Advanced Topics

In this unit, you will learn a variety of useful techniques that React programmers are expected to know.

You’ll learn how to make a stateless functional component, how to make a propType, how to write a form, and how to use styles.

You’ll also be introduced to your second programming pattern: dividing components into presentational components and container components.

Inline Styles

There are many different ways to use styles in React. This lesson is focused on one of them: inline styles.

An inline style is a style that’s written as an attribute, like this:

<h1 style={{ color: ‘red’ }}>Hello world</h1>

 

Notice the double curly braces. What are those for?

The outer curly braces inject JavaScript into JSX. They say, “everything between us should be read as JavaScript, not JSX.”

The inner curly braces create a JavaScript object literal. They make this a valid JavaScript object:

{ color: ‘red’ }

 

If you inject an object literal into JSX, and your entire injection is only that object literal, then you will end up with double curly braces. There’s nothing unusual about how they work, but they look funny and can be confusing.

Make a Style Object Variable

That’s all that you need to apply basic styles in React! Simple and straightforward.

One problem with this approach is that it becomes obnoxious if you want to use more than just a few styles. An alternative that’s often nicer is to store a style object in a variable, and then inject that variable into JSX.

Look in the code below. The style object is defined on lines 3-6, and then injected on line 11.

import React from ‘react’;

const styles = {
  color: ‘darkcyan’,
  background: ‘mintcream’
};

export class StyledClass extends React.Component {
  render() {
    return (
      <h1 style={styles}>
        Hello world
      </h1>
    );
  }
}

 

If you aren’t used to using modules, then this code may have made you twitch uncontrollably:

const style = {
  color: ‘darkcyan’,
  background: ‘mintcream’
};

 

Defining a variable named style in the top-level scope would be an extremely bad idea in many JavaScript environments! In React, however, it’s totally fine.

Remember that every file is invisible to every other file, except for what you choose to expose via module.exports. You could have 100 different files, all with global variables named style, and there could be no conflicts.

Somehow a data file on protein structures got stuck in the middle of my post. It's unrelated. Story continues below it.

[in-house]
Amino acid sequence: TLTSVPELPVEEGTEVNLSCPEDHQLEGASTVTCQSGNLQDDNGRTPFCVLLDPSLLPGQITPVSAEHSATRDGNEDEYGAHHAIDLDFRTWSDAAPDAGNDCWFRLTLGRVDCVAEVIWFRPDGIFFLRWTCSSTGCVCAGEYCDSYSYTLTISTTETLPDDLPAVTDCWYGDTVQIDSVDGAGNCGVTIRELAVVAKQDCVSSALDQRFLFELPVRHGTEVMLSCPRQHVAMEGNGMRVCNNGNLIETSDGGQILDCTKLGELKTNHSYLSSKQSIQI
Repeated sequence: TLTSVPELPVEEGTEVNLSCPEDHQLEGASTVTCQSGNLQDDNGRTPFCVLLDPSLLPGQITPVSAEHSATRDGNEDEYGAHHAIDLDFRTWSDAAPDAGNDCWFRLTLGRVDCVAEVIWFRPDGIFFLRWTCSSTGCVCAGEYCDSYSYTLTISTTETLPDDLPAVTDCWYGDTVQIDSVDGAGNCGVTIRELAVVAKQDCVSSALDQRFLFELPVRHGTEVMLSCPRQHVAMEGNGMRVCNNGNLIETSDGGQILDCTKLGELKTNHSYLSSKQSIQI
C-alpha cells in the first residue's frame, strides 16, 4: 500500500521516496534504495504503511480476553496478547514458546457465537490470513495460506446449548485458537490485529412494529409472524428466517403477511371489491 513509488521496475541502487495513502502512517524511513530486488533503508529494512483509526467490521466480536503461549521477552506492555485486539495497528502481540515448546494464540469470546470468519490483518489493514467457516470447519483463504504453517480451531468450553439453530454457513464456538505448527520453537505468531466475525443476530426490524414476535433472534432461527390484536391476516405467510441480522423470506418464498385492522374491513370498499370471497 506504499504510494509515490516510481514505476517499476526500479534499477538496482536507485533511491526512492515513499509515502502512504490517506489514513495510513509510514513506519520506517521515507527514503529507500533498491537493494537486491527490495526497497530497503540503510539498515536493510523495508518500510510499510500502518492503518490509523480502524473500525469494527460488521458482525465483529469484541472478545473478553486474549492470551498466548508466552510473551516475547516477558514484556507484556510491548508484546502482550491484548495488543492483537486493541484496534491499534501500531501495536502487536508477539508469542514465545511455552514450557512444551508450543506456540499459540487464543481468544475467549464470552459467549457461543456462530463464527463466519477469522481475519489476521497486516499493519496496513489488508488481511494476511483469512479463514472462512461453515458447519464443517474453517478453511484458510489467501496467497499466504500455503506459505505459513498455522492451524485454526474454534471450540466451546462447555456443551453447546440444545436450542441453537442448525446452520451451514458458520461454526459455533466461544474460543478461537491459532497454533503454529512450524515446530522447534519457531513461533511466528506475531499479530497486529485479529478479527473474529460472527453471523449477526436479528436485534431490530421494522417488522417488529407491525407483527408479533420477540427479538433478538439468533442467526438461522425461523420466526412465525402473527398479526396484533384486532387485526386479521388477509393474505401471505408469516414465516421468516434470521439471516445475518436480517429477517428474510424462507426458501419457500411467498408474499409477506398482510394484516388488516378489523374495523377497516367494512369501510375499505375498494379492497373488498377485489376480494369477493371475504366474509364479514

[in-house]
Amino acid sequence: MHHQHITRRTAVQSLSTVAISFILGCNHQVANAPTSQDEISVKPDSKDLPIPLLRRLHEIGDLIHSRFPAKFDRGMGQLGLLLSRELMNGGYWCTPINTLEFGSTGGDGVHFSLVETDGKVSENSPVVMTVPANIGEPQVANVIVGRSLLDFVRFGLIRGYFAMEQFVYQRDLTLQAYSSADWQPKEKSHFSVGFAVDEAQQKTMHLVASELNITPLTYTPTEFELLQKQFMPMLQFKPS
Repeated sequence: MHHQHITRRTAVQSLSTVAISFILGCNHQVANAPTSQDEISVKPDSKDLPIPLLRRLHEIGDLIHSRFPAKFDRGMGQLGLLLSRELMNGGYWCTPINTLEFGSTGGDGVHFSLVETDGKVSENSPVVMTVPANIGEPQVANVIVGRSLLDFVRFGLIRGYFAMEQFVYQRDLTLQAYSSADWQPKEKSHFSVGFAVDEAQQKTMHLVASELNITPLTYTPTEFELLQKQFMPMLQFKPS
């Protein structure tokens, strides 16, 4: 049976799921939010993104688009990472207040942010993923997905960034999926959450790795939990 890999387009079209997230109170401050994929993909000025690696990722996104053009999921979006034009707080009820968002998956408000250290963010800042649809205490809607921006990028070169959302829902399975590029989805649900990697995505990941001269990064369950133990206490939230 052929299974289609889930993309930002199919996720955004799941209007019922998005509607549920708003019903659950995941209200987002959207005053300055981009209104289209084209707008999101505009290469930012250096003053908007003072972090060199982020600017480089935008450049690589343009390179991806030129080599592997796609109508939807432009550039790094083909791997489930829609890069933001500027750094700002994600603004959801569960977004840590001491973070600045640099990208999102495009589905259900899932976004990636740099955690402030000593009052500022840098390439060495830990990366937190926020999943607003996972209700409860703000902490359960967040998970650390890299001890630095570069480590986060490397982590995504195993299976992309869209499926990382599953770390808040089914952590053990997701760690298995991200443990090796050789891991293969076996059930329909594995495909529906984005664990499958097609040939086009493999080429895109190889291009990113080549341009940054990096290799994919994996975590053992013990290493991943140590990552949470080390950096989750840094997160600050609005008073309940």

Style Name Syntax

In regular JavaScript, style names are written in hyphenated-lowercase:

const styles = {
  ‘margin-top’:       “20px”,
  ‘background-color’: “green”
};

 

In React, those same names are instead written in camelCase:

const styles = {
  marginTop:       “20px”,
  backgroundColor: “green”
};

 

This has zero effect on style property values, only on style property names.

 

Style Value Syntax

You learned how style names are slightly different in React than they are in regular JavaScript. It is time to learn how style values are slightly different in React than they are in regular JavaScript.

In regular JS, style values are almost always strings. Even if a style value is numeric, you usually have to write it as a string so that you can specify a unit. For example, you have to write “450px” or “20%”.

In React, if you write a style value as a number, then the unit “px” is assumed.

How convenient! If you want a font size of 30px, you can write:

{ fontSize: 30 }

 

If you want to use units other than “px,” you can use a string:

{ fontSize: “2em” }

 

Specifying “px” with a string will still work, although it’s redundant.

A few specific styles will not automatically fill in the “px” for you. These are styles where you aren’t likely to use “px” anyway, so you don’t really have to worry about it. Here is a list of styles that don’t assume “px”.

 

Share Styles Across Multiple Components

What if you want to reuse styles for several different components?

One way to make styles reusable is to keep them in a separate JavaScript file. This file should export the styles that you want to reuse, via export. You can then import your styles into any component that wants them.

 

PropTypes

In this section, you will learn to use an important React feature called propTypes.

propTypes are useful for two reasons. The first reason is prop validation.

Validation can ensure that your props are doing what they’re supposed to be doing. If props are missing, or if they’re present but they aren’t what you’re expecting, then a warning will print in the console.

This is useful, but reason #2 is arguably more useful: documentation.